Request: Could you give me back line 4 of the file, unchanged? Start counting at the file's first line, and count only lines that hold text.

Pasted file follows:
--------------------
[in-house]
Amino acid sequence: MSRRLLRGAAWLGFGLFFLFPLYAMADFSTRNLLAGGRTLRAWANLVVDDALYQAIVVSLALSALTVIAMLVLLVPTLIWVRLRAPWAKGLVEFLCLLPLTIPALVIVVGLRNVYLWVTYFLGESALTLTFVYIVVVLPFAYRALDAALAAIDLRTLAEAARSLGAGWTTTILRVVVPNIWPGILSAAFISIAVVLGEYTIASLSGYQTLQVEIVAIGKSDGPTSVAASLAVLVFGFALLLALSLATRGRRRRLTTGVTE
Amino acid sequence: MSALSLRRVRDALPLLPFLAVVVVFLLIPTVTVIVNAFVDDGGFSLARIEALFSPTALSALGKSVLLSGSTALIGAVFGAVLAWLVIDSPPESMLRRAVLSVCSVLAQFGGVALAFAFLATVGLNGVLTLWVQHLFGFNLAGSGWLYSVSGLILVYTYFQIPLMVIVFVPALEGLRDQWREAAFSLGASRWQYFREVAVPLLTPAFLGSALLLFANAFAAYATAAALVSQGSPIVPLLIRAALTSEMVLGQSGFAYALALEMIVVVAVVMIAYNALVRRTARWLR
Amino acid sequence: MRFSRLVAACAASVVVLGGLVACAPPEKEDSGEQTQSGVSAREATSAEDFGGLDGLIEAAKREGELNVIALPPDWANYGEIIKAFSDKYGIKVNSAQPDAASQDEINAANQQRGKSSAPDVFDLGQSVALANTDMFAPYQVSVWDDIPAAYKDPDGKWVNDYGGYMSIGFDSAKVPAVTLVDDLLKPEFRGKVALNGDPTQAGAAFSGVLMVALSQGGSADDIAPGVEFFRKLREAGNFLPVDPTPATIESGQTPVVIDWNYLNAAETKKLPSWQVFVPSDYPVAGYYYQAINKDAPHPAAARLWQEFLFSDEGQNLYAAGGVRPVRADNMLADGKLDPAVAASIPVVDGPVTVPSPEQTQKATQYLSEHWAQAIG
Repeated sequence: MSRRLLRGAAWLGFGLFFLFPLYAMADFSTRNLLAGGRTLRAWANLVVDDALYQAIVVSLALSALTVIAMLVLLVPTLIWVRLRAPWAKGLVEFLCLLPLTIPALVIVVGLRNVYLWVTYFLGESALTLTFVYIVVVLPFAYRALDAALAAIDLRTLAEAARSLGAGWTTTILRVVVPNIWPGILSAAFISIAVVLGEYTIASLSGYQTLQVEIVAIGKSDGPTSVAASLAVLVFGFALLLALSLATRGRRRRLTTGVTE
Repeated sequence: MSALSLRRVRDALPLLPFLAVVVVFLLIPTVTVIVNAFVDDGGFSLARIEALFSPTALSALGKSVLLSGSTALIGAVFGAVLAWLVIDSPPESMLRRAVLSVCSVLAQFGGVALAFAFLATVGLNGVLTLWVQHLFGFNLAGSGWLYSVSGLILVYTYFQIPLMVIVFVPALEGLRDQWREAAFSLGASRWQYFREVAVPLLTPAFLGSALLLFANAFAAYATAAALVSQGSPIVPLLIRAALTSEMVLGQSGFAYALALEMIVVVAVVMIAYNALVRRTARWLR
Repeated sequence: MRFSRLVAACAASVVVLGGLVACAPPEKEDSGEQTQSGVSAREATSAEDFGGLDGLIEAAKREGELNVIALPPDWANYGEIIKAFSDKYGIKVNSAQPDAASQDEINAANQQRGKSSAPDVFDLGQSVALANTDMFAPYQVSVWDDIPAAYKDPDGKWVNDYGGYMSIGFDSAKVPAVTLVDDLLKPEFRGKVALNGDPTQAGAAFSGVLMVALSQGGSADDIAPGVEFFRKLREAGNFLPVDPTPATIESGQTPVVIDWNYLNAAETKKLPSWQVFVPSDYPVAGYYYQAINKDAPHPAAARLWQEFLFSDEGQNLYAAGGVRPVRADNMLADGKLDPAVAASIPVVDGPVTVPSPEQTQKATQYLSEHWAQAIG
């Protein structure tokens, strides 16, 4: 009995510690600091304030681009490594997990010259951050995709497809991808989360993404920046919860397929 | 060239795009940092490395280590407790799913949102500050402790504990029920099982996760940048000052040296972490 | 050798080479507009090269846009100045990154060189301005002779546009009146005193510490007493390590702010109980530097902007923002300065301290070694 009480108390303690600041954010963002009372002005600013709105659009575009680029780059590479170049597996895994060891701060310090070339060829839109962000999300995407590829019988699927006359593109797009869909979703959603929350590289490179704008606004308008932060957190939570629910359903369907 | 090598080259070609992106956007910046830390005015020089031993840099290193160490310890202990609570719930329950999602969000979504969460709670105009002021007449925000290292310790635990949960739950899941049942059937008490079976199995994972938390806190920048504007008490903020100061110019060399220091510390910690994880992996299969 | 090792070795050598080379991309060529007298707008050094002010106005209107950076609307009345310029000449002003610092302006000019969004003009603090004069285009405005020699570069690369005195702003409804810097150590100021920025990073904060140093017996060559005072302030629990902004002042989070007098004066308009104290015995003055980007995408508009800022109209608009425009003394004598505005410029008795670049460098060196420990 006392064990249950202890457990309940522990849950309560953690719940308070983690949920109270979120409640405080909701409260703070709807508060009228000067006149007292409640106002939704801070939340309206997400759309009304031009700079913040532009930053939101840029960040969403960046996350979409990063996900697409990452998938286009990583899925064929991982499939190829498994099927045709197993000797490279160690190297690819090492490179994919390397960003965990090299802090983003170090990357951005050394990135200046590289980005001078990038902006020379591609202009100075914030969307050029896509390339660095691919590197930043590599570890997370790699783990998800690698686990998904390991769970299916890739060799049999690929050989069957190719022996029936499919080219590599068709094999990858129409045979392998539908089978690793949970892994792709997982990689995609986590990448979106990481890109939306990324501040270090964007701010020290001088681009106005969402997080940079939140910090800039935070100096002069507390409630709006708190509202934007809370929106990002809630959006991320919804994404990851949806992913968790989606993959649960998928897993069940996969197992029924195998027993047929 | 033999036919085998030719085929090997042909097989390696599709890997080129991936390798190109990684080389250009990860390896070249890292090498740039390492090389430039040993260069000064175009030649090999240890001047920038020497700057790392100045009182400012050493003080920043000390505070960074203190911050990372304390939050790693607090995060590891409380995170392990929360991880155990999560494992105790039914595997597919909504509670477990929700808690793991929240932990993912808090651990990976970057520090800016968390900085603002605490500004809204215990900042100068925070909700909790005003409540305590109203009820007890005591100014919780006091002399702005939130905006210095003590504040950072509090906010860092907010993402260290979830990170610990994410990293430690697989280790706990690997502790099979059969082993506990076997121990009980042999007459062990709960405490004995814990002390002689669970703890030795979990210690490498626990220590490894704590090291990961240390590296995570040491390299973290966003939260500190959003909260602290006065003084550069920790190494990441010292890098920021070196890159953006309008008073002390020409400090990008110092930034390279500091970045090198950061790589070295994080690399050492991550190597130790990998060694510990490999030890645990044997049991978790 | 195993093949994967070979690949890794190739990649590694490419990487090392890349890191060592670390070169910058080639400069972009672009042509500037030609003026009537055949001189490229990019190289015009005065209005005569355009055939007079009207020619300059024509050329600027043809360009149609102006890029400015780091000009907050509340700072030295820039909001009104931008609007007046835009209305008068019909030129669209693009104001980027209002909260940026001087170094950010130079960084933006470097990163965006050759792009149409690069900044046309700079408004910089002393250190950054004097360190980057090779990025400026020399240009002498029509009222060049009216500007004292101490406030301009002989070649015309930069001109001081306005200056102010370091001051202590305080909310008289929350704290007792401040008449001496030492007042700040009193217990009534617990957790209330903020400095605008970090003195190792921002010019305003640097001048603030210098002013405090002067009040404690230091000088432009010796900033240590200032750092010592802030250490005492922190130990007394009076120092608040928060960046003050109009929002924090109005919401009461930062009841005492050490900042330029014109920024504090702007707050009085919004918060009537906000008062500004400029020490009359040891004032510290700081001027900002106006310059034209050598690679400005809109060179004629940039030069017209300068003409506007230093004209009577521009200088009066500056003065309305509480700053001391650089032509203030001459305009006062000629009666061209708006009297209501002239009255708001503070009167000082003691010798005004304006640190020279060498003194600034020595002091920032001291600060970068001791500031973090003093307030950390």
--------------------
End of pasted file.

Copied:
Amino acid sequence: MRFSRLVAACAASVVVLGGLVACAPPEKEDSGEQTQSGVSAREATSAEDFGGLDGLIEAAKREGELNVIALPPDWANYGEIIKAFSDKYGIKVNSAQPDAASQDEINAANQQRGKSSAPDVFDLGQSVALANTDMFAPYQVSVWDDIPAAYKDPDGKWVNDYGGYMSIGFDSAKVPAVTLVDDLLKPEFRGKVALNGDPTQAGAAFSGVLMVALSQGGSADDIAPGVEFFRKLREAGNFLPVDPTPATIESGQTPVVIDWNYLNAAETKKLPSWQVFVPSDYPVAGYYYQAINKDAPHPAAARLWQEFLFSDEGQNLYAAGGVRPVRADNMLADGKLDPAVAASIPVVDGPVTVPSPEQTQKATQYLSEHWAQAIG